U.S. Ambassador to the U.N. Nikki Haley casts the lone ‘no’ vote to veto a U.N. Security Council resolution attempting to annul President Trump’s recognition of Jerusalem as Israel’s capital, in New York on Monday, December 18, 2017.
(UN Photo/Eskinder Debebe)

Not surprisingly, only Haley spoke at length about American sovereignty as it was the United States, not Israel, that was the focus of the December 2017 resolution. However, the overall approaches were radically different:

  • On Israel: Haley was clear that Israel was correct while Power argued that Israel was wrong
  • On Palestinians: Haley reminded the Palestinian Arabs how much support they receive from the USA (she therefore had no interest in being lectured to and also delivered an implied threat) while Power made no mention of US support of Palestinians, only of Israel which it had just undermined
  • On the Security Council: Haley lambasted the council, while Power simply noted the US’s disappointment with the council
  • On the Peace Process: Haley made clear the US’s support for a mutually-agreed to resolution, while Power stated her position over-and-again about her preferred conclusion (two states) and Israel’s actions that she believed hurt such conclusion (settlements harm two states)
  • On the centrality of the US President: Haley made no mention of President Trump while Power mentioned President Obama over-and-again

In short, Nikki Haley took a strong leadership position in defense of the United States sovereignty and Israeli rights and had no reservations of strongly rebuking the United Nations. It was quite a contrast to Samantha Power who couched her criticism of the UN in much softer language while agreeing with its conclusions, and essentially asserted that as a strong backer of Israel’s security, she could undermine Israel’s sovereignty.

Haley stood tall and asserted American and Israeli rights while standing for a mutually-agreed upon peace. Power stood above Israel and rebuked it on the world stage since she did not agree with its actions and approach towards co-existence in the holy land.

A Side-by-Side Comparison

Factor Nikki Haley Samantha Power
Words 1102 2180
Action Veto Abstention
Bi-Partisan Republican administration quoted Democrats Democratic administration quoted Republicans
On the Security Council 1.      “it should be an embarrassment to the remainder of the Security Council”

2.      “When the American people see a group of countries whose total contributions to the Palestinian people is less than one percent of UNRWA’s budget – when they see these countries accuse the United States of being insufficiently committed to peace – the American people lose their patience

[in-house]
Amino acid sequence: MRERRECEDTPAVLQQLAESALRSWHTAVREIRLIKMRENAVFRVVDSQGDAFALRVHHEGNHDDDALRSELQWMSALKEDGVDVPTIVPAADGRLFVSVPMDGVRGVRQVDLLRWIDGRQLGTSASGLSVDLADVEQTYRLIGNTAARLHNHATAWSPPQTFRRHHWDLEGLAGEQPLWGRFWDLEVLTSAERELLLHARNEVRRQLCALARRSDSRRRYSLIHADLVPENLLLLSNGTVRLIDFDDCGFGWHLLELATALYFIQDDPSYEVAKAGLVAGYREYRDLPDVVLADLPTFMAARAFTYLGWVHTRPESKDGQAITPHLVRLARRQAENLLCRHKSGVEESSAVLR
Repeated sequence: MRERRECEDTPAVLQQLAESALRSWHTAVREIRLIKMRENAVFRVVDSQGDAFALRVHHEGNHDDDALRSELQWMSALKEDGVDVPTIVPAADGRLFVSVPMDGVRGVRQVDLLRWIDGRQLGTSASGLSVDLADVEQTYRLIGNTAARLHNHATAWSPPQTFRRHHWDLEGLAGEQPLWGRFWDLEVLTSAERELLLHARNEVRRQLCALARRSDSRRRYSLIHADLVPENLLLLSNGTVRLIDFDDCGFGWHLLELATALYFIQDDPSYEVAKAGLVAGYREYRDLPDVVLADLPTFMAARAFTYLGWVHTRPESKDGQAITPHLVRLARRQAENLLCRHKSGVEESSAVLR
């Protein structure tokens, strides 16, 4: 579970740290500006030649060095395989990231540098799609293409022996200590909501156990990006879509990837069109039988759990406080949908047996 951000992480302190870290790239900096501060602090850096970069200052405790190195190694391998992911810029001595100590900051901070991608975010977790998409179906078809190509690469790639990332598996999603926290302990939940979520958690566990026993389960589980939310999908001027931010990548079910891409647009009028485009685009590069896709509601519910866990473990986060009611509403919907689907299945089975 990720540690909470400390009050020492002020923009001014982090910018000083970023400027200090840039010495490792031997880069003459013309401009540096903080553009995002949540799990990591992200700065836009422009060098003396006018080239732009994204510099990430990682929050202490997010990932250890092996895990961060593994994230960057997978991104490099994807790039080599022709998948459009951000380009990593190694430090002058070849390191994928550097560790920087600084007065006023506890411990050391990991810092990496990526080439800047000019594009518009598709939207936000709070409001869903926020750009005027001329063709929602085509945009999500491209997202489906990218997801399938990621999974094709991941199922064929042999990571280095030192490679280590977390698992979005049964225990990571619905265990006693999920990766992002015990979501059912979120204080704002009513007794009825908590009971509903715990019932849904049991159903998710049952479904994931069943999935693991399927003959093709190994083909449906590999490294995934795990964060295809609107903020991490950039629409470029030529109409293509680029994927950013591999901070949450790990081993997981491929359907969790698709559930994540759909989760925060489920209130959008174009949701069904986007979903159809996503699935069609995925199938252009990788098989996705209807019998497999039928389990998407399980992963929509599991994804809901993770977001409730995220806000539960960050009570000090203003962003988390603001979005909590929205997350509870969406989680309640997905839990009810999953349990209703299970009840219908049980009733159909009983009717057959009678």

3.      “What we witnessed here today in the Security Council is an insult. It won’t be forgotten”

4.      United Nations doing more harm than good

1.      Israel has been treated differently from other nations at the United Nations”

2.      “in 2016 Israel continues to be treated differently from other Member States”

3.      “pressing this Council to break its indefensible silence in response to terrorist attacks on Israelis”

4.      “such unequal treatment not only hurts Israel, it undermines the legitimacy of the United Nations itself”

5.      “The practice of treating Israel differently at the UN matters for votes like this one”

6.      “what steps will you take to stop treating Israel differently?”

7.      what will you do to end the double-standard that undermines the legitimacy of this institution?”

8.      “when a resolution on Israel comes before this Council, members suddenly summon the will to act.”

9.      “this forum too often continues to be biased against Israel

Regarding America 1.      “in defense of American sovereignty and in defense of America’s role in the Middle East peace process”

2.      “The United States’ has a sovereign right to determine where and whether we establish an embassy”

3.      “The United States will not be told by any country where we can put our embassy.”

4.      “the United States was forced to defend its sovereignty

 N/A
The president N/A 1.      the Obama Administration has worked tirelessly to fight for Israel’s right simply to be treated just like any other country”

2.      President Obama and Secretary Kerry have repeatedly warned [Israel]”

3.      President Obama and this administration have shown an unprecedented commitment to Israel’s security”